Introduction: Candle Experiments and Explorations
Candles are not only found in so many places, but they can grasp at so many things. From states of matter to thermal conductivity to combustion to light, it sometimes seems the whole scientific world can be found in a tiny flame.
Here are some candle experiments and explorations that I like to do with my classrooms for young and old alike!
Step 1: Dissect a Flame
Let's dive right into the middle of it.
Cut a piece of metal mesh, and place it directly over the flame. Press down into the middle of the flame to dissect it. You can see into the dark center of the flame. Although this zone is sometimes called the hottest, but it is actually the coldest. This area is formed by unburnt wax vapor moving up into the area above the wick from capillary action.
You may notice lots of soot pouring out! The incomplete combustion suddenly releases these wax molecules into the air without being contained on all sides by the luminous part of the flame. Linked carbon chains rise and get stuck on the mesh, too.
The hottest part of the flame is the "aura" around the visible part of the flame, or the somewhat invisible shimmer. This is where complete combustion is happening. You can also easily see the yellow area, and if you look closely, the blue area at the base of the flame. This is caused by the incomplete combustion of carbon and the creation of low amounts of carbon monoxide.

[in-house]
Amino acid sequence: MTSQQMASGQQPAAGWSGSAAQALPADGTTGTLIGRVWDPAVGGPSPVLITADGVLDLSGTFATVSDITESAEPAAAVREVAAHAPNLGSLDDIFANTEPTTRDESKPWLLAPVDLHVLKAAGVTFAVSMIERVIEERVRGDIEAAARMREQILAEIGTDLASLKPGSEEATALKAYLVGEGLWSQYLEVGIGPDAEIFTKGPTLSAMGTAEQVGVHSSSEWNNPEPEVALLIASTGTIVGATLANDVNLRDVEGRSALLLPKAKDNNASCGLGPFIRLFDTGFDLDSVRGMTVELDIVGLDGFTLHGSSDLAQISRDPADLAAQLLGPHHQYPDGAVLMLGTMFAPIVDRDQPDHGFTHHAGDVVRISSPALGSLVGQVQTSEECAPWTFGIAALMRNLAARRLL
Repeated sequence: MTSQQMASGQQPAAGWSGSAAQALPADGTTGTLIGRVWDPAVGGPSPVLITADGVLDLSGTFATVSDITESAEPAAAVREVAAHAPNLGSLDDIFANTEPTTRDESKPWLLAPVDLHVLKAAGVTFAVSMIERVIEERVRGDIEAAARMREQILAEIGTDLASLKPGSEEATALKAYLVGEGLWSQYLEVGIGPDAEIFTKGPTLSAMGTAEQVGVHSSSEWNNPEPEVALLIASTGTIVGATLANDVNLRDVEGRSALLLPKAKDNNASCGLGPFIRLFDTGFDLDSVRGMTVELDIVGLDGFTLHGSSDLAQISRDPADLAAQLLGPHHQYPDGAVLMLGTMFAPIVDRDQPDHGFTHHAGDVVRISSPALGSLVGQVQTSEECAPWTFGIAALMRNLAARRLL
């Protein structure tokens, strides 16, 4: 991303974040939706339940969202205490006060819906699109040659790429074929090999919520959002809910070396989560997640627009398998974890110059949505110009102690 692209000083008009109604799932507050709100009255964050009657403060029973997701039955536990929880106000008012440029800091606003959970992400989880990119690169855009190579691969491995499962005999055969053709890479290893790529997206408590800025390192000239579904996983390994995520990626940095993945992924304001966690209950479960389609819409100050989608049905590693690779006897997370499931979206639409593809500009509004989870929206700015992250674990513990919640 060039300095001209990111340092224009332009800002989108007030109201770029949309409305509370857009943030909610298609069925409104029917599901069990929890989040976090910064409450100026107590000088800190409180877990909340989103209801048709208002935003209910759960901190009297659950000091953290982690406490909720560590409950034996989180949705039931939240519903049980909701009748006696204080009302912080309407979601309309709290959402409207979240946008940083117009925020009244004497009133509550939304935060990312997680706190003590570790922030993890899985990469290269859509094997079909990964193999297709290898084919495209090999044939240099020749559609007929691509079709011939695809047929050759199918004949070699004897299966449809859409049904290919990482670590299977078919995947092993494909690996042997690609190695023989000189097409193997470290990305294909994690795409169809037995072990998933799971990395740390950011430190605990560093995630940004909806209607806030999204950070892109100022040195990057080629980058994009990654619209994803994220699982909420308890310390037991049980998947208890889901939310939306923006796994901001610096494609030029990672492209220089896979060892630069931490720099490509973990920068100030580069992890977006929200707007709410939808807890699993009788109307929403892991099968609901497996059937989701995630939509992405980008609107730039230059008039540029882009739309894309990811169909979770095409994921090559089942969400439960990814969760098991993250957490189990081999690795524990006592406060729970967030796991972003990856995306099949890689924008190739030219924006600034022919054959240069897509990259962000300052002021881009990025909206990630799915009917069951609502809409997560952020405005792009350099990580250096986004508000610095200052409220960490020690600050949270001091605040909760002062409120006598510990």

So much in one flame!
Step 2: "Burn" a Nail?
Take a nail and put it into the flame. Turn it to collect soot on it. Is it burnt? What is that stuff? This causes a great debate in many classrooms as to whether the nail is burnt or not.
Combustion is a tricky thing to understand, and the chemical change of "burning" is, too. Fundamentally, when you burn it, you can't go back. You can burn toast, but you can't turn it back into bread. Use a paper towel to clean it off, and you'll find the nail was actually just collecting soot which came from incomplete combustion from the candle.
A secondary question with younger groups is what the liquid in the candle is. Many think it's water. An easy way to test this out is either to wait or to dip the nail in, and bring it out as solid wax. The wax just froze!
Step 3: Sawdust Convection
Grab a little bit of sawdust, and drop it into your pool of wax. You have to look closely, but the sawdust flecks will start to rotate along convection currents, coming to the flame, and launching away with heat.
Step 4: Thermal Conductivity
A candle is just the right amount of heat to test the thermal conductivity of different objects. Try out steel, aluminum, and copper to begin to see a large difference. Have students hold metal strips either in their hand or with tweezers for 10 seconds, and have them take the metal out. Which is hotter? Where has the heat spread to?
What could you do to a piece of metal to make it get hotter faster at the end? What about stay cooler longer? If you had to make a handle for a pan, what would you use?
Step 5: Three Little Jars
The combustion triangle needs oxygen, and a good lot of it.
Try placing three different sized glass jars over three candles and predicting which will go out first. A common misconception with this is that the area under the jar is completely out of oxygen when the flame runs out, but the reality is that candle combustion stops happening at about 30% oxygen levels.